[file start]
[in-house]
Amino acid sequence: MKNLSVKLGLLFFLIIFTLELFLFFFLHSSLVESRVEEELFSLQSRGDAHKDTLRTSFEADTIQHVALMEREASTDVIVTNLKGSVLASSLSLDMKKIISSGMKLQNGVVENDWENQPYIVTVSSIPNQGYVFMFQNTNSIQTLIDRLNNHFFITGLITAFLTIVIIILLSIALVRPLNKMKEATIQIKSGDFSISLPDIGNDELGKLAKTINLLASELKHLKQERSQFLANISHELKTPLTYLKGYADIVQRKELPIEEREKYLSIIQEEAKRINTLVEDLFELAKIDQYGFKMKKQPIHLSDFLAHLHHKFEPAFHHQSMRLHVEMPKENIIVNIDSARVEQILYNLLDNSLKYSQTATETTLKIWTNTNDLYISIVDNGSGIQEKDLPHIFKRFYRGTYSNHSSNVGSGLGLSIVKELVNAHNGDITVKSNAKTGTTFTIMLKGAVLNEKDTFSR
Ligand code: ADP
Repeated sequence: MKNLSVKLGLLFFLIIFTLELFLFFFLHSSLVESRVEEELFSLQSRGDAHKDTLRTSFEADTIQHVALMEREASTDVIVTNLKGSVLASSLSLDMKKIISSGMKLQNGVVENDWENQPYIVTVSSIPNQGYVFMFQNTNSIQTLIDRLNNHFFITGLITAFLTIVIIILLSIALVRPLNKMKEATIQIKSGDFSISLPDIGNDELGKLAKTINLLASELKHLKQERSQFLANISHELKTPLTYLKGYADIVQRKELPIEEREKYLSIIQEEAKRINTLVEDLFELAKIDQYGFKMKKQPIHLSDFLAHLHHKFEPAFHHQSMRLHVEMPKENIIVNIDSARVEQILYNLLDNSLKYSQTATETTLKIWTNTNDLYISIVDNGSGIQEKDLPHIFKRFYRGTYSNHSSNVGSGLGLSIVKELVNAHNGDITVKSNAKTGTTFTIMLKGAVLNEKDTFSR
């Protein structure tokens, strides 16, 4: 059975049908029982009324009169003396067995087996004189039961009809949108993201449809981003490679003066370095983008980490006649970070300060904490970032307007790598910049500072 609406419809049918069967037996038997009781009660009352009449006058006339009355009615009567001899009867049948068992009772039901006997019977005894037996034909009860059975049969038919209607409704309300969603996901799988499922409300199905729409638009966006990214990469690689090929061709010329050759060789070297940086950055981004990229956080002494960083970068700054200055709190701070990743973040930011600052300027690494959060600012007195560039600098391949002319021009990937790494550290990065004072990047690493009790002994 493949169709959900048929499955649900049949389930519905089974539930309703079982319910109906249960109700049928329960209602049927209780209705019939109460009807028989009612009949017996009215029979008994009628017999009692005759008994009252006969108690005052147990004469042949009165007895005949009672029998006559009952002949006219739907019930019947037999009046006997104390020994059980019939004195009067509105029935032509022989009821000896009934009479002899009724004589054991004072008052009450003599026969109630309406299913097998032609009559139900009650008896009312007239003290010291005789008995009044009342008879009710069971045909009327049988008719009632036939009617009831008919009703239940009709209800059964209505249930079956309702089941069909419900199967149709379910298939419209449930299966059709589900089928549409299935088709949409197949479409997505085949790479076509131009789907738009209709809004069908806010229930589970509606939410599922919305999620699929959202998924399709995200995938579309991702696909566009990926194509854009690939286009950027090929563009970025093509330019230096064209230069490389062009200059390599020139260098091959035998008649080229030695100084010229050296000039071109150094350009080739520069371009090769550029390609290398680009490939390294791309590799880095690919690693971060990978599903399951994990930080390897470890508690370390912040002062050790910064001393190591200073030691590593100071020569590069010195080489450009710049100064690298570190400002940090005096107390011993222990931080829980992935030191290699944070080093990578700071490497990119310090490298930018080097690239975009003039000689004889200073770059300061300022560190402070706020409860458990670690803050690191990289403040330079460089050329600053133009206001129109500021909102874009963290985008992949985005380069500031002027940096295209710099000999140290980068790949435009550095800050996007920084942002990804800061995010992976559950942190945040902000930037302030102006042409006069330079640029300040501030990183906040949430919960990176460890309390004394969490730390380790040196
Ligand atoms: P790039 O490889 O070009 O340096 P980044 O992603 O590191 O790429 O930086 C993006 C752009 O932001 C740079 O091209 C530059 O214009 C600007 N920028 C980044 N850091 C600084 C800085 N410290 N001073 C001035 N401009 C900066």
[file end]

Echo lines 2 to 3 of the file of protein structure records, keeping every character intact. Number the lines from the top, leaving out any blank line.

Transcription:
Amino acid sequence: MKNLSVKLGLLFFLIIFTLELFLFFFLHSSLVESRVEEELFSLQSRGDAHKDTLRTSFEADTIQHVALMEREASTDVIVTNLKGSVLASSLSLDMKKIISSGMKLQNGVVENDWENQPYIVTVSSIPNQGYVFMFQNTNSIQTLIDRLNNHFFITGLITAFLTIVIIILLSIALVRPLNKMKEATIQIKSGDFSISLPDIGNDELGKLAKTINLLASELKHLKQERSQFLANISHELKTPLTYLKGYADIVQRKELPIEEREKYLSIIQEEAKRINTLVEDLFELAKIDQYGFKMKKQPIHLSDFLAHLHHKFEPAFHHQSMRLHVEMPKENIIVNIDSARVEQILYNLLDNSLKYSQTATETTLKIWTNTNDLYISIVDNGSGIQEKDLPHIFKRFYRGTYSNHSSNVGSGLGLSIVKELVNAHNGDITVKSNAKTGTTFTIMLKGAVLNEKDTFSR
Ligand code: ADP